However, just because we now more fully appreciate that Japan’s initial determining thrust was towards New Zealand doesn’t mean that was clear in 1942-43.

War’s inherent partner is uncertainty, and generally lots of it.

Broome, in early 1942, was a prime Japanese target because allied, including Dutch, personnel reached it fleeing for their lives.

Broome was like Dover and other southern British ports after Dunkirk.

It was attacked from the air, as were, at this time, Derby and Wyndham, where the coastal freighter, Koolama, sank after being attacked on its northward journey.

In September 1943, Kalumburu Benedictine Aboriginal mission was heavily bombed, probably because of its airfield.

Northern WA later had several airbases constructed, including at Trustcott, Noonkanbah and further south, at Corunna Downs for use by Australians and Americans to bomb Japanese naval and other facilities, especially on Java.

Long-range Japanese flying boats attacked Onslow and Exmouth during 1942-43. In July 1942, Betty Bombers from Timor struck Port Hedland, killing Private John Adams of Millenden, WA’s only military fatality on home soil. 

A Japanese submarine even shelled Port Gregory, near Geraldton, in January 1943.

Although these were largely nuisance raids they were also reconnaissance ones to pinpoint airfields and coastal facilities.

At least one Japanese intelligence unit secretly landed in the Kimberley, unbeknown to the Australians.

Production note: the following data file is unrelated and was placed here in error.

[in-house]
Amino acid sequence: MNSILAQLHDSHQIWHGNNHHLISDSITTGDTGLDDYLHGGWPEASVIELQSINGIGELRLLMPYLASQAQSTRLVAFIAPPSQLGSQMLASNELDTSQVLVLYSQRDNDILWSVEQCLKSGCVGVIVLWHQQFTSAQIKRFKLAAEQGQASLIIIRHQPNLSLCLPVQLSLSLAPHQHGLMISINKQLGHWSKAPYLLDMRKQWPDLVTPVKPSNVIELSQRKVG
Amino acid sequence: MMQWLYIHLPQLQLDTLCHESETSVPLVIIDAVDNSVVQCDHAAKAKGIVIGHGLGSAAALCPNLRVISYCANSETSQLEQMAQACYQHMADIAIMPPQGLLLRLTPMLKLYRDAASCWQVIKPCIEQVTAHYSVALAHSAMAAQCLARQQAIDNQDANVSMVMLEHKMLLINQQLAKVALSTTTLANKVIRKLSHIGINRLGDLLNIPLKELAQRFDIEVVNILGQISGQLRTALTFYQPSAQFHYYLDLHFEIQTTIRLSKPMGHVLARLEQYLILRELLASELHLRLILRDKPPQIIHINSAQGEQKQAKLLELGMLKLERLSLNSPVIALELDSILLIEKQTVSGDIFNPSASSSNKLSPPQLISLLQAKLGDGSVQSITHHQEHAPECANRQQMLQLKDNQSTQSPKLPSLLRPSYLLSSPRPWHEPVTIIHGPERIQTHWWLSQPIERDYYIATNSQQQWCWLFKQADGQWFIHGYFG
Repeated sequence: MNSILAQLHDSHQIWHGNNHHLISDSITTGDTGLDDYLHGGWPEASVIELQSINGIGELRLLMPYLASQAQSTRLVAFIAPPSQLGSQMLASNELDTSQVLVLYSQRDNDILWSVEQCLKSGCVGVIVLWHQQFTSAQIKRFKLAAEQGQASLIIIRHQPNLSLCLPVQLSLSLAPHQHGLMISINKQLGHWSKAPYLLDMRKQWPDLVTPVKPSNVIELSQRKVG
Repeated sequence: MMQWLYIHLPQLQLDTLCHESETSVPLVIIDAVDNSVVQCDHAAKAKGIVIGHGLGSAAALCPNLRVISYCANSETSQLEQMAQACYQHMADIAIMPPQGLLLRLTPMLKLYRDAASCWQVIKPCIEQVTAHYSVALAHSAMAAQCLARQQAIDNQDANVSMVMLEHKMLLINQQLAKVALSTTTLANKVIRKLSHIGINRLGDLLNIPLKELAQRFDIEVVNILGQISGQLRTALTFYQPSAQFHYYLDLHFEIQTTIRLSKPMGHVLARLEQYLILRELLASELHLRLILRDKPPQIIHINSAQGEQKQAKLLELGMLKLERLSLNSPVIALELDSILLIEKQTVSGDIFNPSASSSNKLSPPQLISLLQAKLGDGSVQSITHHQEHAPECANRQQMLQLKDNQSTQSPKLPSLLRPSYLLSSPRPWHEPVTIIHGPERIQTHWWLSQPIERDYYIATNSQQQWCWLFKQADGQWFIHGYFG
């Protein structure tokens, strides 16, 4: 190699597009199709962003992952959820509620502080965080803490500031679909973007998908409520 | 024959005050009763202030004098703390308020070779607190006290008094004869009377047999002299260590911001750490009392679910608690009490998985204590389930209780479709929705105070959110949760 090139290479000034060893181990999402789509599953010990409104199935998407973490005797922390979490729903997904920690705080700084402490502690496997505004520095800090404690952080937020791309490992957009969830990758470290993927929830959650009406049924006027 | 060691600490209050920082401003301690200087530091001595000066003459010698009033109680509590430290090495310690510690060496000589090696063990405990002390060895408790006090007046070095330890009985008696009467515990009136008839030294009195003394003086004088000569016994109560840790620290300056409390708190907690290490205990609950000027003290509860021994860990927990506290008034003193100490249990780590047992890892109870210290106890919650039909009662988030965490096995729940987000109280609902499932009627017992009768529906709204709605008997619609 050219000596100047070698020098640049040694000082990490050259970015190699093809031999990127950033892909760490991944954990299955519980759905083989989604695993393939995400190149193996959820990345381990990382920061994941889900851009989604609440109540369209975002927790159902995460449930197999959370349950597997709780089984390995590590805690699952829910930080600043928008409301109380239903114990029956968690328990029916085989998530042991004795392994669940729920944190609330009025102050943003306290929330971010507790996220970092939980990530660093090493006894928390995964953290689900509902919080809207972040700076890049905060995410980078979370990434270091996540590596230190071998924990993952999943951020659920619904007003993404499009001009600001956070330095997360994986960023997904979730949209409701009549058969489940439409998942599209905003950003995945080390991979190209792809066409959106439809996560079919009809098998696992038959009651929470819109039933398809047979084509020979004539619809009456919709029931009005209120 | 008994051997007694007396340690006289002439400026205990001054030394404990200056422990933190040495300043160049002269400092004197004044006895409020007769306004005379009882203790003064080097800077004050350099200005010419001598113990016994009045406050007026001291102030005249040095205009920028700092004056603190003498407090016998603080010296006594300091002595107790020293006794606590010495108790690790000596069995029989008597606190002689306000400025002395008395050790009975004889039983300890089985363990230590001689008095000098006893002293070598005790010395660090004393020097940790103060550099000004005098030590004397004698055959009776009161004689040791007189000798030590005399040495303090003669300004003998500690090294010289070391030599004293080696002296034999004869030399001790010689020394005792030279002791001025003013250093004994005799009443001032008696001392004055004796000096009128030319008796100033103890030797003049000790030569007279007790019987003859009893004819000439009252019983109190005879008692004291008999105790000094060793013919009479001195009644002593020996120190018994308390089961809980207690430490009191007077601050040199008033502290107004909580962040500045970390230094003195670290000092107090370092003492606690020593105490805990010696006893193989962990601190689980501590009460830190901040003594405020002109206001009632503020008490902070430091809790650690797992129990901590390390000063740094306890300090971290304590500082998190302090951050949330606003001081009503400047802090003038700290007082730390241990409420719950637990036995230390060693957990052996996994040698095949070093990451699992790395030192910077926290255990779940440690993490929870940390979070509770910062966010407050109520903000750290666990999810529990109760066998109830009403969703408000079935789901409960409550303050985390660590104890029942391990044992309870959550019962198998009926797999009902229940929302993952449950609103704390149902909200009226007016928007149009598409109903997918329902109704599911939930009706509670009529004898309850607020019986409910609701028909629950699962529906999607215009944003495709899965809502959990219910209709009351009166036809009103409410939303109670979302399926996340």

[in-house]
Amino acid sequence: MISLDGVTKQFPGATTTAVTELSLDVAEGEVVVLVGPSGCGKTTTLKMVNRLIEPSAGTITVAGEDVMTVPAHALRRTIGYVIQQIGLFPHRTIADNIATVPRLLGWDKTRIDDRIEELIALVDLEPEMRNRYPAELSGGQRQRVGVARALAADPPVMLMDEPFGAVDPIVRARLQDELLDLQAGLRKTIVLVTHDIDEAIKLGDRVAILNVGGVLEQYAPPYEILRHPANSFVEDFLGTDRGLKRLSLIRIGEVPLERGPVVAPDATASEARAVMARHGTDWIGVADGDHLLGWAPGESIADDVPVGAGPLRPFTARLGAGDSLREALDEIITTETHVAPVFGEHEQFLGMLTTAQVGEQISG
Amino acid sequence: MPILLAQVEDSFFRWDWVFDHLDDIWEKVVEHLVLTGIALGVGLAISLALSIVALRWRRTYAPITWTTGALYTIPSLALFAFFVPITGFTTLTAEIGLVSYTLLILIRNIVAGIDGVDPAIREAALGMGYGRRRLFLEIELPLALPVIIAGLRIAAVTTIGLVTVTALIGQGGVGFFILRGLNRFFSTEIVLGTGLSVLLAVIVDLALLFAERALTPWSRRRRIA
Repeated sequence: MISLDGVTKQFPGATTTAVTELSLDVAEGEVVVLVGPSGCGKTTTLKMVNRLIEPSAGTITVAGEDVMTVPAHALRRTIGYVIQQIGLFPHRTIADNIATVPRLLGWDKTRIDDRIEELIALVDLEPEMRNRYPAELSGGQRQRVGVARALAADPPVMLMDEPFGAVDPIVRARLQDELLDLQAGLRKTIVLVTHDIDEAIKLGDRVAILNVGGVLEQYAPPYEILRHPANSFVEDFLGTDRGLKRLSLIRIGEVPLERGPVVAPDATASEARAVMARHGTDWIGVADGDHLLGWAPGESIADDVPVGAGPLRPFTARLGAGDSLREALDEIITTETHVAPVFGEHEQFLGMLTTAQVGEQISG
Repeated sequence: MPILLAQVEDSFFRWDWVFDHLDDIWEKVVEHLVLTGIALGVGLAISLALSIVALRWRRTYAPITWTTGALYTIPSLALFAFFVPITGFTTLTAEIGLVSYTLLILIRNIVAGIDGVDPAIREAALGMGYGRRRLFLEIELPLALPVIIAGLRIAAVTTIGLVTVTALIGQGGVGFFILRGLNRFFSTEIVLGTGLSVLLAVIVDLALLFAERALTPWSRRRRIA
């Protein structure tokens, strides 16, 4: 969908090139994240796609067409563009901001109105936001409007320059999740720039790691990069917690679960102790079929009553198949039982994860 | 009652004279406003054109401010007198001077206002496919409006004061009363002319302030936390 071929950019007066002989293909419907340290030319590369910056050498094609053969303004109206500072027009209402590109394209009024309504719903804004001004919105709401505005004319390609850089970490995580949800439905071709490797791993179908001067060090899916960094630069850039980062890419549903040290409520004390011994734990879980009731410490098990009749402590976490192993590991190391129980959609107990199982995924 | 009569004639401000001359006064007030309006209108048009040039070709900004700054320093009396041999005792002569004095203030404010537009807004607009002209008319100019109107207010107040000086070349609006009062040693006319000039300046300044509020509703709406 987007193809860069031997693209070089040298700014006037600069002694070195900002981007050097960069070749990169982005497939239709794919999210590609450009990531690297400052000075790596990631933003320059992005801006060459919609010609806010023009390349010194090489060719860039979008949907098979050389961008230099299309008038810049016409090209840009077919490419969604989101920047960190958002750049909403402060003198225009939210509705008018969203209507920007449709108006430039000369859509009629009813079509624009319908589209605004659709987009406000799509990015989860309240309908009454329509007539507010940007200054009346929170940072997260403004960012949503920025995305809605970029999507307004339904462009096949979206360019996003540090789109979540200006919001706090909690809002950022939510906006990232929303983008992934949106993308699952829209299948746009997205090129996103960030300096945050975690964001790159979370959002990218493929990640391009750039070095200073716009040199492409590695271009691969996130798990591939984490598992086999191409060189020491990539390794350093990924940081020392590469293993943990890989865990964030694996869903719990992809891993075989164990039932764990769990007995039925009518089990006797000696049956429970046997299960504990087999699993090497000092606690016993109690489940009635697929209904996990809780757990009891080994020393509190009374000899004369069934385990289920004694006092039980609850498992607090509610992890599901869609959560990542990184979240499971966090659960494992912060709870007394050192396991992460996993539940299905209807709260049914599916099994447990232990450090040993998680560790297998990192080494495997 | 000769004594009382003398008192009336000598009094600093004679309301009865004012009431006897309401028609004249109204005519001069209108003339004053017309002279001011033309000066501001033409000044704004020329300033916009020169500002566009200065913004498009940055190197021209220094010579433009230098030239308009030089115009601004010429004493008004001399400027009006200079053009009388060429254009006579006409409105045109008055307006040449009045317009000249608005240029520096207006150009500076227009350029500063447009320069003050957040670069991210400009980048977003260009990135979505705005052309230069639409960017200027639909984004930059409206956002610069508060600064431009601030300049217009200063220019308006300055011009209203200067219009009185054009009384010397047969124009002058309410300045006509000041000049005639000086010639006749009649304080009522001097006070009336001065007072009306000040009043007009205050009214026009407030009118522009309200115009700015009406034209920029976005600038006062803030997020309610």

The Japanese were dogged and skillful practitioners of the military arts and undoubtedly felt WA could be a formidable, indeed, determining, platform to strike at their short-lived Asian empire’s soft underbelly.

That, incidentally was why Fremantle and the Potshot submarine facility at Exmouth were so crucial.

Few realise Fremantle was the US’s major base after Hawaii for the Americans’ silent service’s hunter-killer submarines to deprive Japan of oil and rubber.

Fremantle was ideally situated to launch submarine strikes at the Indonesian archipelago to destroy Japanese oil carriers destined for Japan’s formidable and resource-hungry military-industrial complex.

Submarines left Fremantle, stopped at Potshot, replenished with fuel and provisions, and struck deep into Japanese-held waters.

Fremantle was called Fortress Fremantle, which is what it was.

Dutch and British submarines were also based there and it was heavily defended with big guns at Buckland Hill and Rottnest, plus many other locations.

The area between Perth and Geraldton was, for much of the war, manned by up to 10,000 men since it’s here the military believed the Japanese could strike.

An invasion was anticipated.

Here, Mr Pendal’s findings on where the then state governor, Sir James Mitchell, resided during the war in his recent lecture are fascinating.

“In all likelihood it was the Japanese bombing of Broome on March 3 that stung the government into action over Mitchell’s safety,” Mr Pendal said.

“For within 11 days a brief statement appears in The West Australian, to the effect that Sir James and Lady Mitchell and their staff would ‘move to a house in Kalamunda to make Government House available for State Government offices’.

“This was a fabrication, or … a half-truth.

“The story quoted no official, but was in all likelihood published with the newspaper knowing the real truth – namely that it was vital for state morale for the Lieutenant-Governor to be removed to a safer place but without alarming the citizenry.”

And Mr Pendal revealed the existence of a top-secret plan to relocate WA’s capital to Kalgoorlie.

Western Australians volunteered heavily for the forces, including before Singapore fell, fighting in North Africa, the Middle East, Crete and Greece.

WA participated in the Empire Air Training Scheme, with flying and aircrew training facilities at Geraldton and Cunderdin.

So much that should be known by school students, it seems, remains unavailable in an easy-to-read single text.

STANDING BY BUSINESS. TRUSTED BY BUSINESS.